By Maria Trovato
In an interdisciplinary forum sponsored by UMD Libraries and MaryPIRG Nov. 28, panelists discussed how Open Educational Resources (OER) can help make textbooks more affordable.
Panelists were Kirwan Center director Dr. MJ Bishop; sophomore government and politics major Stephen Kenny; English Department lecturer Pam Orel; and UMD Libraries’ Resource Sharing & Reserves Head Hilary Thompson Head.
Open educational resources refer to openly licensed digital text or other publicly accessible content that can be used as an alternative to textbooks.
Kenny, who coordinated a MaryPIRG campaign for open textbooks, said the high cost of textbooks has serious effects on students including not purchasing required materials, or even dropping out of school.
He said MaryPIRG is advocating for OER as a way to solve the issue of textbook affordability. They do so by directly asking professors for their endorsement of the cause, talking to departments about alternatives and using petitions to collect student signatures.
“Students are very excited about this issue, they just don’t really know about it,” Kenny said. We’re …mobilizing the student body and really translating that sentiment of angst about textbook prices into action.”
Orel said she decided to stop using traditional textbooks in her classes. Instead, she takes advantage of open textbooks and other OER.
“[Using OER] gives you a flexibility as an instructor that you didn’t have before,” Orel said. “You can pull together a lot of interesting stuff that maybe you don’t have a chance to use because it’s maybe not in the textbook.”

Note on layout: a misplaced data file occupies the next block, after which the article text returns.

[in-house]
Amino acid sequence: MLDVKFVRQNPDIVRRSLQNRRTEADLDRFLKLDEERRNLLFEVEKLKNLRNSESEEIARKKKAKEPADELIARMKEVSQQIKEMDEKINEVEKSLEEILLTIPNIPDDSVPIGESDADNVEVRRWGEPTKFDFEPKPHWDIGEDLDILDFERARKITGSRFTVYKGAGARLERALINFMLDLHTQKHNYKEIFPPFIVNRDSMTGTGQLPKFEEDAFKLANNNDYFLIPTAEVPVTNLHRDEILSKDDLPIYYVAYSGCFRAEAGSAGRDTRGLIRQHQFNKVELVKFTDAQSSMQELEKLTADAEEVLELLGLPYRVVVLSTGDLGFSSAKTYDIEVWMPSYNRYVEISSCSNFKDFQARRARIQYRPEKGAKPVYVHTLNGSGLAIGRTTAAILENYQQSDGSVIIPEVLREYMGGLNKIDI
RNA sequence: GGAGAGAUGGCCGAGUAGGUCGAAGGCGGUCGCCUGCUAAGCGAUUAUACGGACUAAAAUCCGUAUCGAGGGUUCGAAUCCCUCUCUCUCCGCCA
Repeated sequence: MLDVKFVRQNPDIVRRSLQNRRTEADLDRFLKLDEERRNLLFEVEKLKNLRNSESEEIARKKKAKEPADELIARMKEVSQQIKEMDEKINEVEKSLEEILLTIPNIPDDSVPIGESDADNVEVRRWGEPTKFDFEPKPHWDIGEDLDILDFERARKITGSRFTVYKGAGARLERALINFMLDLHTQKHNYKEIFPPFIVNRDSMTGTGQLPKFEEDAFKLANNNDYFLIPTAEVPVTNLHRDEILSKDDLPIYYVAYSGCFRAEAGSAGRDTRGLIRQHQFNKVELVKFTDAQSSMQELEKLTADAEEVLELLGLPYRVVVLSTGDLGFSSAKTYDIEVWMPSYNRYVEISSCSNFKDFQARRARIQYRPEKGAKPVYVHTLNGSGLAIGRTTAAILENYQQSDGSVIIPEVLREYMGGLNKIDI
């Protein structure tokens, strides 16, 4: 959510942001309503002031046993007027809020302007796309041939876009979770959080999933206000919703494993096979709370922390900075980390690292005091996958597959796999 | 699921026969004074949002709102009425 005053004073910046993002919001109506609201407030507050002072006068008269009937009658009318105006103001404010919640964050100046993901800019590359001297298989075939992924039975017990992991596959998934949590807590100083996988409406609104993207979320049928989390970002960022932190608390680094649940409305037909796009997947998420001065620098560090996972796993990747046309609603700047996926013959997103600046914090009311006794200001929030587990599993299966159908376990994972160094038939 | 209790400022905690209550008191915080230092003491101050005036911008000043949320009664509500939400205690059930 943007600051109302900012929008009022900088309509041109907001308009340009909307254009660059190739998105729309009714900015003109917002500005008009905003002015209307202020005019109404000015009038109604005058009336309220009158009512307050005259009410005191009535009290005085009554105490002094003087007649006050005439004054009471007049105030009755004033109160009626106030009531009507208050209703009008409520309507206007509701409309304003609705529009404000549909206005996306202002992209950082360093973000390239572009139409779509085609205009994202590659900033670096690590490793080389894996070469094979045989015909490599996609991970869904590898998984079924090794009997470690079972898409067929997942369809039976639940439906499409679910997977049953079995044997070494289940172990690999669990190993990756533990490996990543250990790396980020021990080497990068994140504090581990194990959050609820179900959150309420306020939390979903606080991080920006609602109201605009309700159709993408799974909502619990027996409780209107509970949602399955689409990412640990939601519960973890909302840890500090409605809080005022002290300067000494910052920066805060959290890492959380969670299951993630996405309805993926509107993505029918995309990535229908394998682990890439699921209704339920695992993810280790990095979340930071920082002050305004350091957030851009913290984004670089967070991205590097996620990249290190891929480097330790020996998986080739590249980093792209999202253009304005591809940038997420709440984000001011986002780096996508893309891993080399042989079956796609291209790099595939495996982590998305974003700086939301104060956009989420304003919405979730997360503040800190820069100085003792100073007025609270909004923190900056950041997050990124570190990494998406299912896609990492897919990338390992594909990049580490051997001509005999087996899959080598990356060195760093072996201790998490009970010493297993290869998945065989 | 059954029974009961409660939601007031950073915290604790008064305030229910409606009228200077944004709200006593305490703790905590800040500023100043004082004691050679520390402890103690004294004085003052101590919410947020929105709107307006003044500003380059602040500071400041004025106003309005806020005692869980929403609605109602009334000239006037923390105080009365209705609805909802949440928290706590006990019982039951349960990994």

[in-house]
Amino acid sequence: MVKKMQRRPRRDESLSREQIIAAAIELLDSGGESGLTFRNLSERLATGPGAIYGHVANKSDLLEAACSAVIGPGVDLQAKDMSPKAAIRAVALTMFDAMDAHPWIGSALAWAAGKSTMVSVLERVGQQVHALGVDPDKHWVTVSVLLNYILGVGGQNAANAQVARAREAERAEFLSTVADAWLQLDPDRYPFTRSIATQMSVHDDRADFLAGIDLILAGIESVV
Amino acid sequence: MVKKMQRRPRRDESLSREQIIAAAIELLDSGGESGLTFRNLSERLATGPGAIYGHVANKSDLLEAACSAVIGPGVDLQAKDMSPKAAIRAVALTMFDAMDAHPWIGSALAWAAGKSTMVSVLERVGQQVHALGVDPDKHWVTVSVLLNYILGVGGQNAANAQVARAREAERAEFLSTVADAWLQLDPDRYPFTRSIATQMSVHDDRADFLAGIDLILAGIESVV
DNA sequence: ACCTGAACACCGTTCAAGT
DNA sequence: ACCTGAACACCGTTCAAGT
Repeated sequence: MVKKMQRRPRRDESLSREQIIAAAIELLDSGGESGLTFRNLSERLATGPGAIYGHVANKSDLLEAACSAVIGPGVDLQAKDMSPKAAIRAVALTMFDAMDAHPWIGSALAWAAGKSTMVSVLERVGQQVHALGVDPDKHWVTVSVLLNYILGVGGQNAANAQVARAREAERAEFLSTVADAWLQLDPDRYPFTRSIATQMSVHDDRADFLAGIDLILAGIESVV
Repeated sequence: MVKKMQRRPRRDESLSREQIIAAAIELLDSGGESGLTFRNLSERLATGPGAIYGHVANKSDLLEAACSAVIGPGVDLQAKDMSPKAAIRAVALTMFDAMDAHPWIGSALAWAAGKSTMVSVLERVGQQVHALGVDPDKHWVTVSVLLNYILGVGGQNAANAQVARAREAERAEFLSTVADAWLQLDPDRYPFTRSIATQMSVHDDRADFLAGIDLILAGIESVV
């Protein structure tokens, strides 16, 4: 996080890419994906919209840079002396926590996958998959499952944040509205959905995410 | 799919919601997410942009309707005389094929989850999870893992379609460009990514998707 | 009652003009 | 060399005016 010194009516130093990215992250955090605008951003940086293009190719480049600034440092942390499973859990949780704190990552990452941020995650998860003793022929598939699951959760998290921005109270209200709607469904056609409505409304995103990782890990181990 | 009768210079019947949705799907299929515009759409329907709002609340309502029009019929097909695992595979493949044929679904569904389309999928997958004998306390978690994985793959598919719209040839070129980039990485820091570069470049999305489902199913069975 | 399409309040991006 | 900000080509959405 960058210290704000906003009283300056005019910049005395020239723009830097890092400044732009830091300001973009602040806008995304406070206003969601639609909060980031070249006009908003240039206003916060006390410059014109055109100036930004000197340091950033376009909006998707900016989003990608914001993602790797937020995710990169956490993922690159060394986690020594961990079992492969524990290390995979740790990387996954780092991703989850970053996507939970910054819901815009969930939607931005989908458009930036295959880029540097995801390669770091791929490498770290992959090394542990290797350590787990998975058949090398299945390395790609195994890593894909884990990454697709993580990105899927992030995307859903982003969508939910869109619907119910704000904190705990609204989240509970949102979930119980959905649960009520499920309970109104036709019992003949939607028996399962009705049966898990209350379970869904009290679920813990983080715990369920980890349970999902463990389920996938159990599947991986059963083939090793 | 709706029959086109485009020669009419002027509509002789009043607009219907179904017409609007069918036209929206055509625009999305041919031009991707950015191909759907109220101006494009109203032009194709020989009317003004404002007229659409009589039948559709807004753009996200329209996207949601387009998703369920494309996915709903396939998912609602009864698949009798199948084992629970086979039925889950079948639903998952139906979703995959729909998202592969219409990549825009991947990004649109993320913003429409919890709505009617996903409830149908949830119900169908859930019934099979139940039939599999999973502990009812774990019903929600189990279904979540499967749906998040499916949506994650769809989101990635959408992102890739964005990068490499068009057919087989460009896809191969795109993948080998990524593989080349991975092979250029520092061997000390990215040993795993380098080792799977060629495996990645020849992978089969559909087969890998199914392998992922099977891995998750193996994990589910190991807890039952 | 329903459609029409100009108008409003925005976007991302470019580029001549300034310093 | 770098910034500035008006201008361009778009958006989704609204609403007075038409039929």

Orel said she has been mentoring other professors who are also considering using OER.
“My impression is that faculty are starting to really open up to this, not just because students… can’t pay the money,” Orel said. “But because these are good resources and you should be using them.”
Bishop said many students and families are unaware that the cost of attending college is more than just tuition.
“Tuition only accounts for about 39 percent of the overall cost of attending college at our four-year public higher institutions now,” Bishop said. “Textbooks and instructional material costs are increasingly making up a huge portion of the budget for students.”
Bishop said OER is a great way to combat these increasing costs.
Thompson, the head of Resource Sharing and Reserves at UMD Libraries, said UMD Libraries is pushing for the adoption of OER.
“The cost of textbooks….has become a barrier to the values of equity and access in higher education,” Thompson said. “UMD Libraries are committed to helping solve this problem by promoting awareness of open and affordable alternatives to traditional course materials, and by supporting instructors in their adoption.”
Shaune Young, a library science graduate student involved in UMD Libraries’ teaching and learning services, said she appreciated having an open discussion about the cost of textbooks.
“It’s really great to see people having conversations with students and professors and people in higher levels,” Young said. “It makes me want to stay involved in what I’m doing. We need to keep having these conversations.”